Built from 1978- 1994 By Subaru, the BRAT is one of those quirky vehicles that went unnoticed for the most part. Part car, part truck, it was similar to a smaller version of the old Chevy El Camino and Ford Rancheros. However with one major difference, apart from the size of course, and that was the BRAT came standard with four wheel drive. The BRAT developed sort of a cult following, even had some very important owners. Ronald Reagan apparently had one of the early models.
This was long before the powerful boxer engines now seen in Subaru models like the WRX STI so don’t expect there to be a whole lot of power. The early models utilized the 1.6L flat four cylinder EA-71 engine which was rated at an estimated at a whopping 67hp. But starting with the 1981 models the bigger 1.8L EA-81 was used but that only added a total of 6hp. However in 1983 there was a turbocharged model available that brought the horsepower up closer to 100.
There were only two drawbacks to getting the more powerful turbocharged model, one was that it was only offered with an automatic transmission. The other was that it only came with a single range transfer case for the four wheel drive system. All other models came standard with the true three-pedal manual transmission and dual range transfer case. This would make a significant difference when it came to take the BRAT off-road.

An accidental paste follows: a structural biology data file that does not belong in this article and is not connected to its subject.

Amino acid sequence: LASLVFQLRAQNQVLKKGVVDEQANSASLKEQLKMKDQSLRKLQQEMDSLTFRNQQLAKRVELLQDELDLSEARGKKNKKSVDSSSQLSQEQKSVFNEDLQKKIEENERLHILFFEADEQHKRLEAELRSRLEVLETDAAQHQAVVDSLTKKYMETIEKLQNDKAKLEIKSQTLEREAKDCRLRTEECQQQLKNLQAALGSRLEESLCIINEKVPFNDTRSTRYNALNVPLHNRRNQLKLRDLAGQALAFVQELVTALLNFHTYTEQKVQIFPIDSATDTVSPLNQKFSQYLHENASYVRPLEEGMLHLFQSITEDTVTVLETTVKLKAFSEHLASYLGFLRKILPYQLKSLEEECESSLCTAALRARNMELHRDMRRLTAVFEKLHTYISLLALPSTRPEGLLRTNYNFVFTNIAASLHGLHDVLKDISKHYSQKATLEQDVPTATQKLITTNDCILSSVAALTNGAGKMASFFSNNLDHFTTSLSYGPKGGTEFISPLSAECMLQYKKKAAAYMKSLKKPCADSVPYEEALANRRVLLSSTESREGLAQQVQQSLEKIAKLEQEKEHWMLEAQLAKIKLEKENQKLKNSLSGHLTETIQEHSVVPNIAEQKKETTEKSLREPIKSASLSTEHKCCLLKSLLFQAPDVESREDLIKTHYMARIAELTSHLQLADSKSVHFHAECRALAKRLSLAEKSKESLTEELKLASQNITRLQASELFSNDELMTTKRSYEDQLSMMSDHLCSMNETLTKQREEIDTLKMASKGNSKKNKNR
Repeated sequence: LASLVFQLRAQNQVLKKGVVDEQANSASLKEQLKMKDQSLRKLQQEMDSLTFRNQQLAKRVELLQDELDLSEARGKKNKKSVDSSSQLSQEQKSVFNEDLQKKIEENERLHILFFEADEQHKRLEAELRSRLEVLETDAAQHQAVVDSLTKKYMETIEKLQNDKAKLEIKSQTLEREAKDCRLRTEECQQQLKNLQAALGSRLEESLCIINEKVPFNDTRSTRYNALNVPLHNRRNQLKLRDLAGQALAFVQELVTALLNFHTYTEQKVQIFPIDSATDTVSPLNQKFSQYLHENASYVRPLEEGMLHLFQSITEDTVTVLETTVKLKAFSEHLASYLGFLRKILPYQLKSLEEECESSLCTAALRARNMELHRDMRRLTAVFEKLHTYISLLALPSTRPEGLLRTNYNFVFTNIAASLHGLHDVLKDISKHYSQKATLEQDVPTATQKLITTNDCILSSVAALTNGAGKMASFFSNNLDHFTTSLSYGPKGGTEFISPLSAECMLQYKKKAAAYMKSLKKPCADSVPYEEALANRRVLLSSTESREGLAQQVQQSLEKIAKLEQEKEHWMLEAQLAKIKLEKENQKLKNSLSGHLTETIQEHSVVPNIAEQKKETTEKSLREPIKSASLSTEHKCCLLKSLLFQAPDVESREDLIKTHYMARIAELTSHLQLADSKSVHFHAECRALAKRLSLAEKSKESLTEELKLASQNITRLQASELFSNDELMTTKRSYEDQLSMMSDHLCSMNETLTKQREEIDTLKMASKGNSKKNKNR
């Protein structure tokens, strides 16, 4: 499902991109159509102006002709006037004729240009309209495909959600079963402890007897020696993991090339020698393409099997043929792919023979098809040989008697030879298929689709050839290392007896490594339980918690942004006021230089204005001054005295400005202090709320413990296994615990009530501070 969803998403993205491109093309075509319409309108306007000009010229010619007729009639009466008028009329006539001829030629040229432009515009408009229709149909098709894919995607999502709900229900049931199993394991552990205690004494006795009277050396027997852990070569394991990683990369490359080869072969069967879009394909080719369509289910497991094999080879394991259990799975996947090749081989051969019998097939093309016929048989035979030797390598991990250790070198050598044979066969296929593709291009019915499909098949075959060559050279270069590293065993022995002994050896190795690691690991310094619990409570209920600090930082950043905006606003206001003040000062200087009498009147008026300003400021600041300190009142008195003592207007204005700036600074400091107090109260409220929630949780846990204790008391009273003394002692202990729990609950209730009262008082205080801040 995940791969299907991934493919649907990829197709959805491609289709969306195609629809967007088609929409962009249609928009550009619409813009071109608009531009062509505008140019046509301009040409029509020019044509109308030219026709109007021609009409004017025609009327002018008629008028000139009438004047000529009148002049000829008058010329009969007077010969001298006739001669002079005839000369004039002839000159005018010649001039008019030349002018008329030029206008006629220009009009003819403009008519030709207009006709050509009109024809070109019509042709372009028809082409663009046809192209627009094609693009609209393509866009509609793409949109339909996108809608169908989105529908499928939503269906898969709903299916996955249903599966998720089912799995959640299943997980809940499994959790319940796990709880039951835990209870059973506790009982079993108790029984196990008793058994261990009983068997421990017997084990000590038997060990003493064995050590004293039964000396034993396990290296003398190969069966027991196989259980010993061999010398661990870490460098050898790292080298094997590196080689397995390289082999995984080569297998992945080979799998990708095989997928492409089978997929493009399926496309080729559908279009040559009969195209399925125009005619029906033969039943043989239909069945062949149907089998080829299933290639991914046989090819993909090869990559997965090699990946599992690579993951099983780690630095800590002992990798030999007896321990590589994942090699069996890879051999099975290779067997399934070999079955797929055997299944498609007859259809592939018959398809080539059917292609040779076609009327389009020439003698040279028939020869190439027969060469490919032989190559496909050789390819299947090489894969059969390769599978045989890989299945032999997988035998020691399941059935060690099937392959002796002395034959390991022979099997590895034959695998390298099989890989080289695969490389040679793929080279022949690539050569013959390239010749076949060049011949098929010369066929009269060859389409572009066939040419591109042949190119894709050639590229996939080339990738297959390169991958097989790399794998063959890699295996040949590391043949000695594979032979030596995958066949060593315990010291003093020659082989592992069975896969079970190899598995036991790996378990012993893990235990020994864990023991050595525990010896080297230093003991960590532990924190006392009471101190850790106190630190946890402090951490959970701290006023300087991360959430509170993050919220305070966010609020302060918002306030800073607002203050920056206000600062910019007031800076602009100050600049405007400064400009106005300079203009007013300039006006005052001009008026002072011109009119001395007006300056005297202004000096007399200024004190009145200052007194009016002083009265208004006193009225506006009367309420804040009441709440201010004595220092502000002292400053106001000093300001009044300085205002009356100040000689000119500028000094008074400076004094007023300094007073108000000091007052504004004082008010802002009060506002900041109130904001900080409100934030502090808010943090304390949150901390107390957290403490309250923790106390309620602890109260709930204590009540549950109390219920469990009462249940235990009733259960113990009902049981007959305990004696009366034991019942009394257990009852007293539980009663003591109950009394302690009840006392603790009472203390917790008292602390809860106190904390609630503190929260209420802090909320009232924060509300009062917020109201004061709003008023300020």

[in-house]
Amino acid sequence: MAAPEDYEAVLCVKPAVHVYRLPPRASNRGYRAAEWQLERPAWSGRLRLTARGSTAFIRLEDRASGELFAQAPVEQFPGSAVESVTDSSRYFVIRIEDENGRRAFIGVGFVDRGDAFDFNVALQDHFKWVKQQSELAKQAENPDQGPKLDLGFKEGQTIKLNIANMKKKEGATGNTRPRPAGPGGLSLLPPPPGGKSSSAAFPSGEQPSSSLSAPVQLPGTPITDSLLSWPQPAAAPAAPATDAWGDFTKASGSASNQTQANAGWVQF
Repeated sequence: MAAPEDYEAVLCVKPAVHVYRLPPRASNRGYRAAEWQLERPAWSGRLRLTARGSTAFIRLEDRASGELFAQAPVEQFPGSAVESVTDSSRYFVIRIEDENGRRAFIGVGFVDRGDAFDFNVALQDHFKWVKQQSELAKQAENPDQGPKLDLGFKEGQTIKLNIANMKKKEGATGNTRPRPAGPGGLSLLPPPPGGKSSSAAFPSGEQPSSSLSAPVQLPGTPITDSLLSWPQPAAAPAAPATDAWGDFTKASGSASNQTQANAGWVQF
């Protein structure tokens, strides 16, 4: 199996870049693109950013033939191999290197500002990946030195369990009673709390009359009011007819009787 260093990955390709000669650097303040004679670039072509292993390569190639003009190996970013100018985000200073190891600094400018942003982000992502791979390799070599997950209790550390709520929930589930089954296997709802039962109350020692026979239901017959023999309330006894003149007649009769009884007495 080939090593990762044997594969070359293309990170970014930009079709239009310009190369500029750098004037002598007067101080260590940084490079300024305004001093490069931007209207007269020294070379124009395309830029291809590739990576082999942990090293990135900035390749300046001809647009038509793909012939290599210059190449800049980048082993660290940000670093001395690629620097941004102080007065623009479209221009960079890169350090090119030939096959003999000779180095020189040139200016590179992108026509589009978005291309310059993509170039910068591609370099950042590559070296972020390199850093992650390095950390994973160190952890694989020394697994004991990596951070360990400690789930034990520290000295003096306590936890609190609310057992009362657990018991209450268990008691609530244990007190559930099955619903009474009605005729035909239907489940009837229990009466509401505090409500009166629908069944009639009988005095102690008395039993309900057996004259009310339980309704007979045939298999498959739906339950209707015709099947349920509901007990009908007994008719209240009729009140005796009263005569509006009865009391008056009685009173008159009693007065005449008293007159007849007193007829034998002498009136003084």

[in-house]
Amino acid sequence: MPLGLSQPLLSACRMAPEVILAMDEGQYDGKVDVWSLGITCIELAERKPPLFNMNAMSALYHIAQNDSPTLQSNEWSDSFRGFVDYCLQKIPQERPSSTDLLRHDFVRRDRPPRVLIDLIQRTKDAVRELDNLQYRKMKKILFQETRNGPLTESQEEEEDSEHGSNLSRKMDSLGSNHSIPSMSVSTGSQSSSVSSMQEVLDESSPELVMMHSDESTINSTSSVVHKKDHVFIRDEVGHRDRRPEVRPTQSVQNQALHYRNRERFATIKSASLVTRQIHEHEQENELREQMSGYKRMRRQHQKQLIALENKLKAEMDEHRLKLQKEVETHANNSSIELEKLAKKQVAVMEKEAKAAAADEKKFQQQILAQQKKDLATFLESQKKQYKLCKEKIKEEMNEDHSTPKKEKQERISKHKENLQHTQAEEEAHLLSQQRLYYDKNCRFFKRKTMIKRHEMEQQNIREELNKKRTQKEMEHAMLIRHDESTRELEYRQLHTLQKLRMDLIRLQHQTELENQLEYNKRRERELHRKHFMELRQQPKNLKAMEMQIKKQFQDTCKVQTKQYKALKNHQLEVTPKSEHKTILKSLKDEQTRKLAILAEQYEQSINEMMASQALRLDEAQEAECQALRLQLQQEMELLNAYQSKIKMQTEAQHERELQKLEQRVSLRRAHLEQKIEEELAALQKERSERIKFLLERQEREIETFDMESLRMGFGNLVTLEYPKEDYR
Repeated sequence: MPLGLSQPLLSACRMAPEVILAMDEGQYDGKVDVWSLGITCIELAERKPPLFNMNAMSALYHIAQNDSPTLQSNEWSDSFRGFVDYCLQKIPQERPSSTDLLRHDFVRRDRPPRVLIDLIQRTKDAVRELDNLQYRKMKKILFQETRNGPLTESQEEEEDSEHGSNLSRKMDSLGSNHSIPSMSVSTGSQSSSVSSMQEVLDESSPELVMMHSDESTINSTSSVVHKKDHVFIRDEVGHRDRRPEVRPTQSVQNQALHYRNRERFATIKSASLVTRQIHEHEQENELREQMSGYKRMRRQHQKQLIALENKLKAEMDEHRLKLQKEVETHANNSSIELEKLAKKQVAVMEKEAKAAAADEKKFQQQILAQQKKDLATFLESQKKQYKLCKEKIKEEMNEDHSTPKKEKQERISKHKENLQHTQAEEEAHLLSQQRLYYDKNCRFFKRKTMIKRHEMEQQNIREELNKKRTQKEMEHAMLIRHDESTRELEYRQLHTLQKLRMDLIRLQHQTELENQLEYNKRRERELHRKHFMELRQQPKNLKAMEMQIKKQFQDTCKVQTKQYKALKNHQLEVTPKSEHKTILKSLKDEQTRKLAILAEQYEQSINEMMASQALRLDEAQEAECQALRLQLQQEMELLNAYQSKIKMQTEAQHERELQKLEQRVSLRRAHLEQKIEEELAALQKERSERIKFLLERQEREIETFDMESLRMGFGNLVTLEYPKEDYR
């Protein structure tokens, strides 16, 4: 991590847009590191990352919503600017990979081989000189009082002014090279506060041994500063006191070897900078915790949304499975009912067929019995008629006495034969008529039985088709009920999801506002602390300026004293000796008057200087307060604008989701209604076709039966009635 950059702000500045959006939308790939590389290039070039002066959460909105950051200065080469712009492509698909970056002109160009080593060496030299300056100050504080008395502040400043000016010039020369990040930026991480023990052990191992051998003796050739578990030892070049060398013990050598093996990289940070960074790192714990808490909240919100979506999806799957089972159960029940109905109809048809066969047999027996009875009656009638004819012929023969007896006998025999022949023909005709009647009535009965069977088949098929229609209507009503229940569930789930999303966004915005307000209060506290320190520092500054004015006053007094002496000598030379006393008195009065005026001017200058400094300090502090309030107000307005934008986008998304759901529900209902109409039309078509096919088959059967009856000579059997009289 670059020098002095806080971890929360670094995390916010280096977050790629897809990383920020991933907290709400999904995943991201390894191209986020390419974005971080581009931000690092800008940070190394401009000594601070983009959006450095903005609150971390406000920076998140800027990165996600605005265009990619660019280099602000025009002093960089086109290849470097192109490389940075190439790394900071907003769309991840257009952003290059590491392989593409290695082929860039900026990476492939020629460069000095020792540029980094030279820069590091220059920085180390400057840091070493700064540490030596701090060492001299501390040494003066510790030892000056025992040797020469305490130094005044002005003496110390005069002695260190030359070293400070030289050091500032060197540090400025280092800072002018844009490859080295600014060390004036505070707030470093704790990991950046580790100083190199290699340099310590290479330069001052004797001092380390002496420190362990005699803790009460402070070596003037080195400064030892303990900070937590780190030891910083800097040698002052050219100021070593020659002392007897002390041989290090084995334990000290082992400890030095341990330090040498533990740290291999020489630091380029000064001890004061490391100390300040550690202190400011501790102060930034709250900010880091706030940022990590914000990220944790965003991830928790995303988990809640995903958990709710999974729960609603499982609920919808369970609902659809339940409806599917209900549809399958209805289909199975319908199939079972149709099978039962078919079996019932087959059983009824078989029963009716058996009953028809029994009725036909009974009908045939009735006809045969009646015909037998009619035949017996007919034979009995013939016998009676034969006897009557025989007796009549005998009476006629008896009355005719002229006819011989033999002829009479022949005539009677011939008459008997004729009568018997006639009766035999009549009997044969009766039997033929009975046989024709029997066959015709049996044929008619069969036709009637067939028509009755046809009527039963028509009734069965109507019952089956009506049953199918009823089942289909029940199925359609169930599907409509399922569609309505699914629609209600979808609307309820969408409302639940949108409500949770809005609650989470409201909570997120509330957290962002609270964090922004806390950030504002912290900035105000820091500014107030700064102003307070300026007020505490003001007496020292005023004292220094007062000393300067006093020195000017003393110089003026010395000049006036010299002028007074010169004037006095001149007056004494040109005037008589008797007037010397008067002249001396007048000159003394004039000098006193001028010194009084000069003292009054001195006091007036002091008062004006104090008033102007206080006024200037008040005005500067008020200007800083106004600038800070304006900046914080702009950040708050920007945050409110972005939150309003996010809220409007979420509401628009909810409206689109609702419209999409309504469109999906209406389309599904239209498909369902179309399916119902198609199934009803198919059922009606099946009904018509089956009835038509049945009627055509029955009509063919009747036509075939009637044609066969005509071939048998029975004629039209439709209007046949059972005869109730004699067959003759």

Its been reported that the name BRAT actually stands for Bi-drive Recreational All-Terrain Transporter. For most of us here n the United States, all the BRAT’s we saw had the rear-facing seats in the back. Turns out there was a specific reason for that. It apparently was a ploy to avoid paying an extra 22.5% tariff tax that was associated with light-duty pickup trucks at the time. To import a “passenger car” was only a 2.5% tariff compared to the 25% for light-duty trucks, which apparently was due to something called the “chicken tax”. My basic understanding of this tax is that back in 1963 Germany felt as if the United States was sending excess chicken to the area, so they decided to tax it. In response, President Lyndon B. Johnson picked some random products and inflicted a 25% tariff tax on them. Unfortunately one of those items was light-duty pickups. So in order to avoid this additional tax, Subaru installed carpet and welded rear-facing seats into the back cargo area of the BRAT, then called it a “passenger car”.